‘The Artist’ review: When words aren’t needed
‘The Artist’ a reminder of what’s great about movies
Enmeshed is a brilliant simplicity, reveling in a time both laced with nostalgia and nonexistent wonders, “The Artist” is an objet d’art that’s at once strikingly touching and unexpectedly humorous. And for a film that, for the most part, is silent save the cinematic music, “The Artist” celebrates a long-forgotten era so beautifully, so utterly captivating, words are truly unneeded.
On that note, “The Artist,” directed by Michel Hazanavicius, is not technically a silent movie; there’s music on the soundtrack and some well-placed moments of onscreen noise that may end up surprising you. In fact, “The Artist” operates in a world where sound only exists in musical cue, where the tap of a dance shoe or flash of a camera makes no sound at all. It’s a tribute of kinds to classic French cinema (which is fitting, as its leading actor, Jean Dujardin, is French), rather than a golden-aged Hollywood, where the film takes place.
It’s the late 1920s, and the famous sign on the Hollywood hills says HOLLYWOODLAND, and the silver screen has become home to antics and heroes not seen since the rise of the talkies. A prime example is our leading act, George Valentin, (Dujardin, France’s “OSS 117” spy comedies), the epitome of suave and debonair. With his gleaming teeth, perfect hair and thin mustache, he’s nothing if not the picture of movie stardom. He’s adored by a loving public, and who is he to deny them the entertainment they seek? A lovable narcissist, he smiles and dances from one moment to the next, reveling in his perfect life with his talented dog and wife and co-star (Penelope Ann Miller).
What happens next comes as no surprise: A prideful man, George first falls into infatuation with an up-and-coming actress, Peppy Miller (Bérénice Bejo), then into the professional abyss when he stubbornly refuses to speak in movies. Abandoned by his wife and studio boss (John Goodman), and left with only his dog and chauffeur (James Cromwell), George falls into obscurity. It matters not to him: He still won’t speak.
“The Artist” shines, among other reasons, because of its mourning-like tribute to the movies of old, when melodramatic mugging and outlandish expressions captured the audience’s attention. There’s nods to pieces of cinematic masterpieces: music from “Vertigo’s” score, a scene inspired by “Citizen Kane” and a storyline similar to “A Star is Born.”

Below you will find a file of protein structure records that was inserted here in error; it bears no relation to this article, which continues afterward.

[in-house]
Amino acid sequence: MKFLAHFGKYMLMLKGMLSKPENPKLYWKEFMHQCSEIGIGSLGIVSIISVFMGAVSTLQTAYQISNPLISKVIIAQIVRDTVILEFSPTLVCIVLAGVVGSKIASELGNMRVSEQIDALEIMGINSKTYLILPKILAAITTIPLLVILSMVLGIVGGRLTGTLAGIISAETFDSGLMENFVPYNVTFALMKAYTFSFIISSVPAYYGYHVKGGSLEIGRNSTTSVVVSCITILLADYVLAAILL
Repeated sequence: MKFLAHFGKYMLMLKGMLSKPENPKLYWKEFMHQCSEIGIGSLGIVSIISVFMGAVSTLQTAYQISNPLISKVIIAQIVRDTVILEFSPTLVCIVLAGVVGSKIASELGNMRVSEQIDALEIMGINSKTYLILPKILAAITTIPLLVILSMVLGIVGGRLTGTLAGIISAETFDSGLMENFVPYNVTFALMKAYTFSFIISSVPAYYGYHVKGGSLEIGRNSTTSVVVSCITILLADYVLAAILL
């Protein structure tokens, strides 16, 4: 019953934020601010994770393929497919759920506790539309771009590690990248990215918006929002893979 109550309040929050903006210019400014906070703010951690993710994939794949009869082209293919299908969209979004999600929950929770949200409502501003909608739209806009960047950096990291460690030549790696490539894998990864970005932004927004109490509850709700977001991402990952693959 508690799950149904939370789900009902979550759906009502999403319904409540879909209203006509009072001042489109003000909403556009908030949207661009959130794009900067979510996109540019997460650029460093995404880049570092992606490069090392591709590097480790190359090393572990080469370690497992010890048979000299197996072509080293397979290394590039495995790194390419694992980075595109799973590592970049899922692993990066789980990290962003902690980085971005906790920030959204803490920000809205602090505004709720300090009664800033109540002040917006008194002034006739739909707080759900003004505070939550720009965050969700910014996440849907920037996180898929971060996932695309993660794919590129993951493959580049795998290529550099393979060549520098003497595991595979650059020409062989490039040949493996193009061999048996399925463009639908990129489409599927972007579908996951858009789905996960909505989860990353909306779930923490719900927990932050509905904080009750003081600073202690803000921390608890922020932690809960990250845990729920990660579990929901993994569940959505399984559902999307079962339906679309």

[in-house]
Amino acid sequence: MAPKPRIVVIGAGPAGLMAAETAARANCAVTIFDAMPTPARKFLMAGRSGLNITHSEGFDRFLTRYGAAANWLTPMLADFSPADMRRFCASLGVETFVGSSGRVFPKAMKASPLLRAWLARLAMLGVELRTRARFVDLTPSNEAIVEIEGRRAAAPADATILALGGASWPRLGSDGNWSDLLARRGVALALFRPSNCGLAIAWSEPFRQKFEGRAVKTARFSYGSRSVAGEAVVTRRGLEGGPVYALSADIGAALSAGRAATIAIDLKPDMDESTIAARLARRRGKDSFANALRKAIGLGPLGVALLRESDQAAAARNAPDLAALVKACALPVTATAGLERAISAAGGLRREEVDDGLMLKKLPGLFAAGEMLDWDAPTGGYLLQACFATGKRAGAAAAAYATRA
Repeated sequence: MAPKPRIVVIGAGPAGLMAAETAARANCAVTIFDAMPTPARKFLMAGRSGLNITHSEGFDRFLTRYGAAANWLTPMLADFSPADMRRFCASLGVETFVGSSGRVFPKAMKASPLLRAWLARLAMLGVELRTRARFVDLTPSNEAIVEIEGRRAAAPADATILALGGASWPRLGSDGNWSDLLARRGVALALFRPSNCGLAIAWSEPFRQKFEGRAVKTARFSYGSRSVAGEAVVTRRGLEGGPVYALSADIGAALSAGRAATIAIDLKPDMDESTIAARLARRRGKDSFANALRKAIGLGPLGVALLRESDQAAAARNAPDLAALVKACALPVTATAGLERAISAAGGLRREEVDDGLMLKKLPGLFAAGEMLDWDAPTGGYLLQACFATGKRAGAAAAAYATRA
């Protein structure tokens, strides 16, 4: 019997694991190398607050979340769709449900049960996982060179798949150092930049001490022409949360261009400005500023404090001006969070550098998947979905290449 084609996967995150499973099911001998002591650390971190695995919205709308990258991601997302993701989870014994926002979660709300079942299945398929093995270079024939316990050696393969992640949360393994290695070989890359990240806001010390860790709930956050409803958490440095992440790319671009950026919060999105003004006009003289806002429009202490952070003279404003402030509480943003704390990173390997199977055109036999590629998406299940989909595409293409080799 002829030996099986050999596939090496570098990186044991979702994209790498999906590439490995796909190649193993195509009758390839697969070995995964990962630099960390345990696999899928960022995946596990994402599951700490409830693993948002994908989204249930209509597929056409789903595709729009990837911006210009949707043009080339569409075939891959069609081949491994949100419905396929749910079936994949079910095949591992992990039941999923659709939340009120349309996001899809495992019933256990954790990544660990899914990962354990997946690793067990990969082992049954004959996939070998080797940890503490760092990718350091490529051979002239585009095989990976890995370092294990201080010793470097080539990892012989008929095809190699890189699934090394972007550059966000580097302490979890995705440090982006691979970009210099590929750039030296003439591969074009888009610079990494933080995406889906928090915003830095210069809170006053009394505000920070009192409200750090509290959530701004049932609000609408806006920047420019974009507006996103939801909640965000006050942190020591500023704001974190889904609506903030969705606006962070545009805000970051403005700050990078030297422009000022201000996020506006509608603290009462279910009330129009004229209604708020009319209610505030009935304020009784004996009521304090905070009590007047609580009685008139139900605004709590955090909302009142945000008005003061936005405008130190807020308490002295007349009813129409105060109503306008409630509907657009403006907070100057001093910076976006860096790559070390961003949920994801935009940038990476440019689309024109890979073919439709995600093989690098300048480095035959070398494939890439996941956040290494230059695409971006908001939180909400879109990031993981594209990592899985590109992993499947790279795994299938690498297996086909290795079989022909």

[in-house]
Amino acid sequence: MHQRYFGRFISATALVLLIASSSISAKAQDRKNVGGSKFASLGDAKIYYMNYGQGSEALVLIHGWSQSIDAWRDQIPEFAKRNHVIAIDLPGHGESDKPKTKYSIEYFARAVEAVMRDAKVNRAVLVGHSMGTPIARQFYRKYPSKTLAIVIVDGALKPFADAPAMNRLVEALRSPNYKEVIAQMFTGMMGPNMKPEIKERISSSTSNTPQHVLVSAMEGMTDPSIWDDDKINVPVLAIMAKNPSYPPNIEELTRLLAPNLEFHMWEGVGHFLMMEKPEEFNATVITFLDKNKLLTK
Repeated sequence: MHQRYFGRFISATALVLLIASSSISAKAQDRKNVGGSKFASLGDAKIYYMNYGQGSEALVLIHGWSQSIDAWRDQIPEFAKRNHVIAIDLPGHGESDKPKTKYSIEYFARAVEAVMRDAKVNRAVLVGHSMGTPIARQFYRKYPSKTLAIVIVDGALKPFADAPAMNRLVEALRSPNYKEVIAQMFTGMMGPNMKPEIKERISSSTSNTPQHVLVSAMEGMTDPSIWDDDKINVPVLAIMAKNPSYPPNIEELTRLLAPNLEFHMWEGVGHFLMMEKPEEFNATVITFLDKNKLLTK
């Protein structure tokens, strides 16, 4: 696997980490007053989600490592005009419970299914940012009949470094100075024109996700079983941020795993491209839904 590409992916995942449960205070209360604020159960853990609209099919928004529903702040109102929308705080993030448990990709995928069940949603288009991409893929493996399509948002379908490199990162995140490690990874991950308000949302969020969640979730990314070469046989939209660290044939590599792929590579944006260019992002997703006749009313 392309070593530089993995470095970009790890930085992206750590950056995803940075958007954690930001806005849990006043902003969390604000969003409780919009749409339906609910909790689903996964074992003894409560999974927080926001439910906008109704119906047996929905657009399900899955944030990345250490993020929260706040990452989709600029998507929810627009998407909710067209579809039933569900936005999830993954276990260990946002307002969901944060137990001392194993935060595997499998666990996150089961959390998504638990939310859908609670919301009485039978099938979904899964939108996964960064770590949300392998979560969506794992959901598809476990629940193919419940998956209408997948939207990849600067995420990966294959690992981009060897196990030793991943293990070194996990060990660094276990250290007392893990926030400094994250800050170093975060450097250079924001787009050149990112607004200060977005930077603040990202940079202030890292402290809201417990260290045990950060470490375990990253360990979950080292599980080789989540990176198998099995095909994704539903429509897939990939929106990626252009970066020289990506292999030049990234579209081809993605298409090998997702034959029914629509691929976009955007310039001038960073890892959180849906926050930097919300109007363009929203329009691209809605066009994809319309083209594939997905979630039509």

And while such cinema moments might overwhelm the average moviegoer, director Hazanavicius reproduces them in a way that suggests an update, rather than a replication. He doesn’t harness the full power of the silent age, but he evokes the glamour with stunning success.
A fantastic trip through a time long ago, “The Artist” plays to its strengths: At times too gimmickry (how else do you get the point across when you can’t speak?) and at times too charming for its own good, the power behind the film lies with its fascination of the art it idolizes. The pleasure arises from the direct effects of the film, even when such effects require complex displays of craft. It’s a movie of feeling, of natural energy, and it resonates on a core level.
Its greatest strengths, however, are its leads. Dujardin and Bejo go together in the most iconic of ways. You could, and do, see their faces on posters and marques across Hollywood. Their energy flows and feeds one another’s. Graceful performers, and talented dancers, their duo sequences alone make the film enjoyable.
What more is there to say? “The Artist,” which received five Oscars at this year’s Academy Awards, is simply a treat to cinephiles and blockbuster-addicted moviegoers alike. The movie itself may be less than spectacular, and in essence it’s a pastiche, but it’s so much more than the sum of its parts. It’s a reminder of all that’s great about cinema.
Five black-and-white stars out of five, and a critic’s pick.